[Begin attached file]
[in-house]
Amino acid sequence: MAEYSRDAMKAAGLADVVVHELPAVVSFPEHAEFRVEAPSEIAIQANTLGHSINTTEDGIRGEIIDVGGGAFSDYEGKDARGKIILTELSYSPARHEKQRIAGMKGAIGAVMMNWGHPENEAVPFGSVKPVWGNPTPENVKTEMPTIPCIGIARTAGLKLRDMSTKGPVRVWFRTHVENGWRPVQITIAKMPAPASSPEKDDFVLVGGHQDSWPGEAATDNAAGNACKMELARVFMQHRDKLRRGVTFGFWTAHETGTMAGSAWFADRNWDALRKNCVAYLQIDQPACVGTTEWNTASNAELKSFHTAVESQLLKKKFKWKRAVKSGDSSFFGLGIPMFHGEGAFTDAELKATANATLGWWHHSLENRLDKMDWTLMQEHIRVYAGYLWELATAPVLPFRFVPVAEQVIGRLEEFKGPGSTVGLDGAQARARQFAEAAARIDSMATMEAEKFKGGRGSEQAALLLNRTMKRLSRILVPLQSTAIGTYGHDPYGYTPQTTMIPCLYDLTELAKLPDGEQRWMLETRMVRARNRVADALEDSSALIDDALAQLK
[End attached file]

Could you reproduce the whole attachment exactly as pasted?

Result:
[in-house]
Amino acid sequence: MAEYSRDAMKAAGLADVVVHELPAVVSFPEHAEFRVEAPSEIAIQANTLGHSINTTEDGIRGEIIDVGGGAFSDYEGKDARGKIILTELSYSPARHEKQRIAGMKGAIGAVMMNWGHPENEAVPFGSVKPVWGNPTPENVKTEMPTIPCIGIARTAGLKLRDMSTKGPVRVWFRTHVENGWRPVQITIAKMPAPASSPEKDDFVLVGGHQDSWPGEAATDNAAGNACKMELARVFMQHRDKLRRGVTFGFWTAHETGTMAGSAWFADRNWDALRKNCVAYLQIDQPACVGTTEWNTASNAELKSFHTAVESQLLKKKFKWKRAVKSGDSSFFGLGIPMFHGEGAFTDAELKATANATLGWWHHSLENRLDKMDWTLMQEHIRVYAGYLWELATAPVLPFRFVPVAEQVIGRLEEFKGPGSTVGLDGAQARARQFAEAAARIDSMATMEAEKFKGGRGSEQAALLLNRTMKRLSRILVPLQSTAIGTYGHDPYGYTPQTTMIPCLYDLTELAKLPDGEQRWMLETRMVRARNRVADALEDSSALIDDALAQLK